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Wednesday, March 14, 2012

Classic Home Video Games 1972-1984 - NOW IN PAPERBACK!

Classic Home Video Games, 1972-1984 has been released in soft cover for only $25, available for pre-order through Amazon. I got my copy this week, so if you decide to go ahead and order the book, you shouldn't have to wait long to receive it.


You can order the book HERE.

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This thoroughly researched reference work provides a comprehensive guide to popular and obscure video games of the 1970s and early 1980s, covering virtually every official United States release for programmable home game consoles of the pre-Nintendo NES era. Included are the following systems: Adventure Vision, APF MP1000, Arcadia 2001, Astrocade, Atari 2600, Atari 5200, Atari 7800, ColecoVision, Fairchild Channel F, Intellivision, Microvision, Odyssey, Odyssey2, RCA Studio II, Telstar Arcade, and Vectrex.

Organized alphabetically by console brand, each chapter includes a history and description of the game system, followed by substantive, encyclopedia-style entries for every game released for that console, regardless of when the game was produced. Each video game entry includes publisher/developer information and the release year, along with a detailed description and, frequently, the author's critique. A glossary provides a helpful guide to the classic video game genres and terms referenced throughout the work. An appendix lists a number of "homebrew" titles that have been created by fans and amateur programmers and are available for download or purchase.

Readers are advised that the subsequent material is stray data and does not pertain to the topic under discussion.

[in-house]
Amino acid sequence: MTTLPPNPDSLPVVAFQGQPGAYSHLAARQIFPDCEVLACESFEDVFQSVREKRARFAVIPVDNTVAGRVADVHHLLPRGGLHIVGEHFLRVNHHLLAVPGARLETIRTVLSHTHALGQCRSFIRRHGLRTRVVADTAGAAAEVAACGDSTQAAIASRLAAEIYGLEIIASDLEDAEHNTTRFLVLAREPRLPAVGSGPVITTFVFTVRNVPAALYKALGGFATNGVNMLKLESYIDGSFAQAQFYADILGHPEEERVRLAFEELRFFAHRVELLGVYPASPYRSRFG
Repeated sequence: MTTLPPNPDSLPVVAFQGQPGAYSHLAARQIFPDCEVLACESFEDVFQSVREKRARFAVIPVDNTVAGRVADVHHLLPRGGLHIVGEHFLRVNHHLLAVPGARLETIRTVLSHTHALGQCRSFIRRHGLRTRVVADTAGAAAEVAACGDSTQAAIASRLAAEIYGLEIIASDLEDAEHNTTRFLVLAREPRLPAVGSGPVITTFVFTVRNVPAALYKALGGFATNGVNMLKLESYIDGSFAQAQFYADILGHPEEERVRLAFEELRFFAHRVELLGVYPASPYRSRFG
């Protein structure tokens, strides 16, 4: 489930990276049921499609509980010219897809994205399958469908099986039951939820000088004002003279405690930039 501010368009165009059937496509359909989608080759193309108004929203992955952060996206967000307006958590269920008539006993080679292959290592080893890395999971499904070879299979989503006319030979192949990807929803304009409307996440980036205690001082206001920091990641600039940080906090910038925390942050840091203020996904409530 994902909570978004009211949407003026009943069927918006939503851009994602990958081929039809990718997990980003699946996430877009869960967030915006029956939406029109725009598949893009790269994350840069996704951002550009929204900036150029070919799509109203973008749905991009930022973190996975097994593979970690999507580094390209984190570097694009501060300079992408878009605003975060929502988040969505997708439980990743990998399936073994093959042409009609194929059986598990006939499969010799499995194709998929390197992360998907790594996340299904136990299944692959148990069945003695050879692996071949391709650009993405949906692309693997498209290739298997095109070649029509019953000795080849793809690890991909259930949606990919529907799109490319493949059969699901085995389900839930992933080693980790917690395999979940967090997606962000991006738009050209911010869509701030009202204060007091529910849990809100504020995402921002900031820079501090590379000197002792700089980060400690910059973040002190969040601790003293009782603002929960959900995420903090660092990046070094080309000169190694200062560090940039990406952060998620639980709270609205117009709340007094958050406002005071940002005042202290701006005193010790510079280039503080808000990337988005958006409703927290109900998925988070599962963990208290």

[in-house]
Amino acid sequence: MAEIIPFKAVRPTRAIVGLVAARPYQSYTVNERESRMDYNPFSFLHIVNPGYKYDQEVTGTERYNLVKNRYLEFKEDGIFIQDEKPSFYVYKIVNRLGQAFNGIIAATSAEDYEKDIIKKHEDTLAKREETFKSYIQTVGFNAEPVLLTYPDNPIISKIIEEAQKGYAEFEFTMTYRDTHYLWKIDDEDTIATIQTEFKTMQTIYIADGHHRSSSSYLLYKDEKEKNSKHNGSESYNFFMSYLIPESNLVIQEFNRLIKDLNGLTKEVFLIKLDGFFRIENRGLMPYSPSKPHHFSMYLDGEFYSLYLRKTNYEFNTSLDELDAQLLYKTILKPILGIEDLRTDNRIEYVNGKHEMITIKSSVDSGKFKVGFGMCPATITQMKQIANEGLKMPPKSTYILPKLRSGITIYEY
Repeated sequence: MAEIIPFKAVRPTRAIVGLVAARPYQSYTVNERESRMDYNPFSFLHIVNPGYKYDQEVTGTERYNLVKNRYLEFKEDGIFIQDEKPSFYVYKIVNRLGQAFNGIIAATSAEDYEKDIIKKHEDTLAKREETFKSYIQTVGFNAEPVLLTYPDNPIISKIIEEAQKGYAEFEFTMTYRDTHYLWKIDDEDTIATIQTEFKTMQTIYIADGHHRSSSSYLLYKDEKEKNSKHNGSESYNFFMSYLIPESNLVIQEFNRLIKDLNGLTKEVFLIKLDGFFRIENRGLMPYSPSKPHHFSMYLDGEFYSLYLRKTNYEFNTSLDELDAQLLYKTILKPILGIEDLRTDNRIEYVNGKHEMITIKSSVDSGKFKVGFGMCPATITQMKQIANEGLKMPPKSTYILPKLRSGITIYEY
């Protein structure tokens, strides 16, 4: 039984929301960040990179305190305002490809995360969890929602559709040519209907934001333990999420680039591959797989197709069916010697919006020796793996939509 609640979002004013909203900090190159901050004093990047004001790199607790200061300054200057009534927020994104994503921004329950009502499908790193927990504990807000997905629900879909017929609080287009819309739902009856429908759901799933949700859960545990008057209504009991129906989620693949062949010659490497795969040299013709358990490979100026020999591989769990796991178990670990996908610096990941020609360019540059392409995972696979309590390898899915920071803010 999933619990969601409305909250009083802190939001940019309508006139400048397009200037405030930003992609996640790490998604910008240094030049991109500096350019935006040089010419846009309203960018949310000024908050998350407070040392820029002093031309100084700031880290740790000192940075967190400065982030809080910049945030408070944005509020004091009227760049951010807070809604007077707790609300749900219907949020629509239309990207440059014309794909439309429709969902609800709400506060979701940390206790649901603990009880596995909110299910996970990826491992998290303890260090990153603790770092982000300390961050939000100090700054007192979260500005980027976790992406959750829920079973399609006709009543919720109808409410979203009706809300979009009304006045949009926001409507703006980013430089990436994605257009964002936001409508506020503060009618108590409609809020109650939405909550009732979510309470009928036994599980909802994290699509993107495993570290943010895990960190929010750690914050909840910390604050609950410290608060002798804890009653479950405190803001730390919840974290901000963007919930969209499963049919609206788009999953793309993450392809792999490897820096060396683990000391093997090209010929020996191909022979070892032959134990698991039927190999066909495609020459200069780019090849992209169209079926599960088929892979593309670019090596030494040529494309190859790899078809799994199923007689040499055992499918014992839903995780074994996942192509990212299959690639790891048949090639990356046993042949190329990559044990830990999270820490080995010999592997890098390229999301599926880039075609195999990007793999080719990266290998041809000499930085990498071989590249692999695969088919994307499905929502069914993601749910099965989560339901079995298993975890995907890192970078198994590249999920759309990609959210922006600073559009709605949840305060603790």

ACCOLADES FOR Classic Home Video Games, 1972-1984:

"a labor of love...comprehensive...recommended"
--Library Journal

"a great-looking new book"
--classicgaming.gamespy.com

“thoroughly researched”
--Game Informer

“a must-read...both fun and informative, a highly recommended purchase”
--Video Game Collector.

"Brett Weiss knows his video games, and this book is a must for all fans"
--Bart Bush (former editor of Larry Bieza's Pinball Price Guide)

“Weiss’s deep familiarity with his chosen subject matter is an asset of the text, and as a writer he conveys information clearly and without pretension...Weiss’s reviews of obscure games make the book a treasure...impressive and fun book...valuable...the breadth of coverage here is astounding...a fun read and a nostalgic trip supreme...undeniably smart, historically valuable and wide-ranging in coverage”
--GameCulture Journal

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